Baugh, Laura (1955—)

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Baugh, Laura (1955—)

American golfer, once the youngest U.S. Women's Amateur champion in history. Born May 31, 1955, in Gainesville, Florida; married Bobby Cole (a PGA Tour professional golfer), in 1980 (divorced 1985; remarried 1988; separated); children: Chelsea (d. 1982); Eric James; Haley; Robby; Michael; Evita (b. April 1995); Jamie Lee.

Became the youngest U.S. Women's Amateur golf champion in history (13 days younger thanBeatrix Hoyt when she won in 1896); winner of many tournaments who received numerous commercial endorsements.

Coached by her father who had been a member of the University of Florida golf team, Laura Baugh began playing golf at age two. At seven, she won the so-called National Peewee championships, then went on to win the Juniors four times. When her parents divorced, she moved to California with her mother, where she continued to compete. Though young, Baugh had the power of an adult and could drive the ball straight down the fairway for 215 yards or more. Following her 1971 win of the U.S. Girls Amateur, the 16-year-old decided to try for the Women's Amateur as well. Despite hands that were cracked and bleeding, Baugh hit over 1,000 practice balls in her determination to win, and her efforts paid off in victory.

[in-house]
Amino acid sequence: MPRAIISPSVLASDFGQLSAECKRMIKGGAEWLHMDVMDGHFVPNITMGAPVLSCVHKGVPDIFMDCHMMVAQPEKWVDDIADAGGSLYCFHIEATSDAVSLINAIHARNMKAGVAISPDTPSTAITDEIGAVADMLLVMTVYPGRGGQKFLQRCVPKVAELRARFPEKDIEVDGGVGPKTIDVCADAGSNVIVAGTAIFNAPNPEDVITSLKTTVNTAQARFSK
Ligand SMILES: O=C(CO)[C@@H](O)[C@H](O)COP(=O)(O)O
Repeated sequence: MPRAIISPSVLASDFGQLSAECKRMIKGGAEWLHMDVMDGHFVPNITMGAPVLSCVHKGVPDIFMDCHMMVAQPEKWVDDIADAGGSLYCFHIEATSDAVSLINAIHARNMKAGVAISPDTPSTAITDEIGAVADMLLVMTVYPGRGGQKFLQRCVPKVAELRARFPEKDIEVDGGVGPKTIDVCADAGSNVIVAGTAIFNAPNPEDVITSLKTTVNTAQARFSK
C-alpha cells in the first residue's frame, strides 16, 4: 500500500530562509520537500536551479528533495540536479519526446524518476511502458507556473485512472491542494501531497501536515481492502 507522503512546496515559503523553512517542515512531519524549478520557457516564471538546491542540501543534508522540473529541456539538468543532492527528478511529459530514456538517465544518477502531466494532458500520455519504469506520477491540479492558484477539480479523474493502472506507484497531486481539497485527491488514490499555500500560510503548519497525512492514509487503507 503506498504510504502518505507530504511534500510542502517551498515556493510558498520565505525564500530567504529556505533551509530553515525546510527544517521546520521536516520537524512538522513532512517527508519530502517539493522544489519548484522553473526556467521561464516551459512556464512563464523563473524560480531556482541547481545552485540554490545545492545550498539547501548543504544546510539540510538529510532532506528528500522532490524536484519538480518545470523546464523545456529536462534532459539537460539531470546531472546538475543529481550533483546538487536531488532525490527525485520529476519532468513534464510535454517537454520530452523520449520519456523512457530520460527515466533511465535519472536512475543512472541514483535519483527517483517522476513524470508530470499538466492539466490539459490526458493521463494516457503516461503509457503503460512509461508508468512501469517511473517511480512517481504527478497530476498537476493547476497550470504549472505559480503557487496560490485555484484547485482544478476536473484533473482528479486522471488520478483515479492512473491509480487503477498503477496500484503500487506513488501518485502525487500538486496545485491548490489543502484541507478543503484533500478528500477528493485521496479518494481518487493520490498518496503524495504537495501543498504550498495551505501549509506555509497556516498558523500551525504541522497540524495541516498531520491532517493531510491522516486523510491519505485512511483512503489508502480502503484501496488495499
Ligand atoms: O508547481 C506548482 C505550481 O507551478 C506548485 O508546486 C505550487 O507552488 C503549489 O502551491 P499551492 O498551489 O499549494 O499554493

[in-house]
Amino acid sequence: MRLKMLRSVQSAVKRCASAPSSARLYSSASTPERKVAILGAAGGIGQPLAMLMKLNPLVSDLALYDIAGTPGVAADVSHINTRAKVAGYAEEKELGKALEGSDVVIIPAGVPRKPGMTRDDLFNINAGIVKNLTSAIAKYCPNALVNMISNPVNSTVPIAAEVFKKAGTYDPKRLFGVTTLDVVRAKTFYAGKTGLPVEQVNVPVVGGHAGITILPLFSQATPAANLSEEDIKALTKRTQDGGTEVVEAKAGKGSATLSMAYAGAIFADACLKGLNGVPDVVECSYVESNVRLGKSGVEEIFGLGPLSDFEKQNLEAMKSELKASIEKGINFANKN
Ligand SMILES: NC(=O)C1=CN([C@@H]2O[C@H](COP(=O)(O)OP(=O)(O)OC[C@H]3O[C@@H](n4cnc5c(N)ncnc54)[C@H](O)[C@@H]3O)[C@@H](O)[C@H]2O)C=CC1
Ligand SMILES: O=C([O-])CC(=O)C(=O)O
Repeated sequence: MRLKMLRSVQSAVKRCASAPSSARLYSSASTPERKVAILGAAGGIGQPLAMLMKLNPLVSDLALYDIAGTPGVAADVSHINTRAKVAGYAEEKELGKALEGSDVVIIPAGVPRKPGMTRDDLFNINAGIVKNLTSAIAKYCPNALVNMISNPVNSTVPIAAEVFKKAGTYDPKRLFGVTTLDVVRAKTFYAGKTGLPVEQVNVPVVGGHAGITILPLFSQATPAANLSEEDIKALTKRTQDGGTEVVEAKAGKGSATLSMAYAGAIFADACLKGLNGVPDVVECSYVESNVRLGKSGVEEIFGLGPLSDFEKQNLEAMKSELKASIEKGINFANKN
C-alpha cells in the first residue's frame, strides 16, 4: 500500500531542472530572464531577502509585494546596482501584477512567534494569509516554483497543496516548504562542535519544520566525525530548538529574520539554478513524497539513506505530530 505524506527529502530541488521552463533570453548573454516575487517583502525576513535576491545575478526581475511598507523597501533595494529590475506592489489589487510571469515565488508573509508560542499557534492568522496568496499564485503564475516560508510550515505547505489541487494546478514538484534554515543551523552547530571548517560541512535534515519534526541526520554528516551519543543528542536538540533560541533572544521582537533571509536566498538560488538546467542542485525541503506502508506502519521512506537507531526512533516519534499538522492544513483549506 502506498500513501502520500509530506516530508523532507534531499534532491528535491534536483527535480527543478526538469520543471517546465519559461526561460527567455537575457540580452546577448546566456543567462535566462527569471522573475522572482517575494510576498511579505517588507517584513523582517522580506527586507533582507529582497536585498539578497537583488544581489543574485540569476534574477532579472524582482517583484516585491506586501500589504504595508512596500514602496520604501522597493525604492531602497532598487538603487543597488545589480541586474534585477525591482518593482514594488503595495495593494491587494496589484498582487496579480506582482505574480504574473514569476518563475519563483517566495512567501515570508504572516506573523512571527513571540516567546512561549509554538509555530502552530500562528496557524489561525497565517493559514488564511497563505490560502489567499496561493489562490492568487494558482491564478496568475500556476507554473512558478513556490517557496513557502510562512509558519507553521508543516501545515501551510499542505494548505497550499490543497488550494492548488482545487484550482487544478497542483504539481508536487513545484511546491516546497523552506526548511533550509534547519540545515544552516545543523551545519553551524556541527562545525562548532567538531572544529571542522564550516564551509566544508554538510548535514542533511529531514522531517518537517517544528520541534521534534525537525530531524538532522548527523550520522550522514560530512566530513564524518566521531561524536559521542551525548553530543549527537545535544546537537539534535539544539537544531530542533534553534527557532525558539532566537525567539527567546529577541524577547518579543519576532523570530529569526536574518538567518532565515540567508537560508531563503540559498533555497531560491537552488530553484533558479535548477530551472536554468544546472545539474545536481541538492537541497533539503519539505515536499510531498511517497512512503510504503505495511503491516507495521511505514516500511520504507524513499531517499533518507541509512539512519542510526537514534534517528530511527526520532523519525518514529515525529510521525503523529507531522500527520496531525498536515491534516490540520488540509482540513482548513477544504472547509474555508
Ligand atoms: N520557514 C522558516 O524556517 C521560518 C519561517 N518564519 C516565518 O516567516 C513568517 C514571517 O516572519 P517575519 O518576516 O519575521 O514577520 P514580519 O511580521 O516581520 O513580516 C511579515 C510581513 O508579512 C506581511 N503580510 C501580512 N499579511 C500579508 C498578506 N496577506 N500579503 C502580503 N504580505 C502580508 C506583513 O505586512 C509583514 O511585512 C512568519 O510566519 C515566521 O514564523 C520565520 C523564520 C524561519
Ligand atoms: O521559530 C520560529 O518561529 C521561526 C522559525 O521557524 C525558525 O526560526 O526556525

In 1973, in order to support herself, Baugh was forced to turn pro as soon as she reached the age requirement. In the first eight events, she won $19,656 and was named Rookie Golfer of the Year. Wilson golf equipment, Ford Motor cars, Suzuki motorcycles, Rolex watches, Colgate, and two golf resorts all paid Laura Baugh to advertise their products. Her many fans were called "Laura's Legions," and she became known as golf's Golden Girl.

But the Golden Girl spent years battling an addiction to alcohol as her marriage disintegrated. In 1996, drinking almost killed her; a maid found her unconscious in a hotel room in California. "They jump started my heart on the way to the hospital," said Baugh. Alcohol destroys platelets. Normally, platelet counts are in the 140–400 range. In May 1996, six weeks after her near-death experience in that hotel room, Baugh's platelet count went down to 40 within a few hours. "The doctor told me I could die. They gave me a couple of platelet transfusions, but they didn't take for four days. I bled from my eyes, my fingernails, my ears." Later that week, Baugh checked into the Betty Ford Center. "Alcoholism slapped me around like I was an infant. It was only when I could admit to not being in control that I could, with God's help, become strong enough to stay sober." In 1998, Baugh competed in 16 tournaments.


Kornheiser, Tony. "Laura Baugh Attracts Attention, Not Victory," in The New York Times Biographical Service. August 1977, pp. 1052–1053.

Kulkin, Mary-Ellen. Her Way: Biographies of Women for Young People. Chicago: American Library Association, 1976.

"Last Call," in People Weekly. November 16, 1998.

Karin L. Haag , Athens, Georgia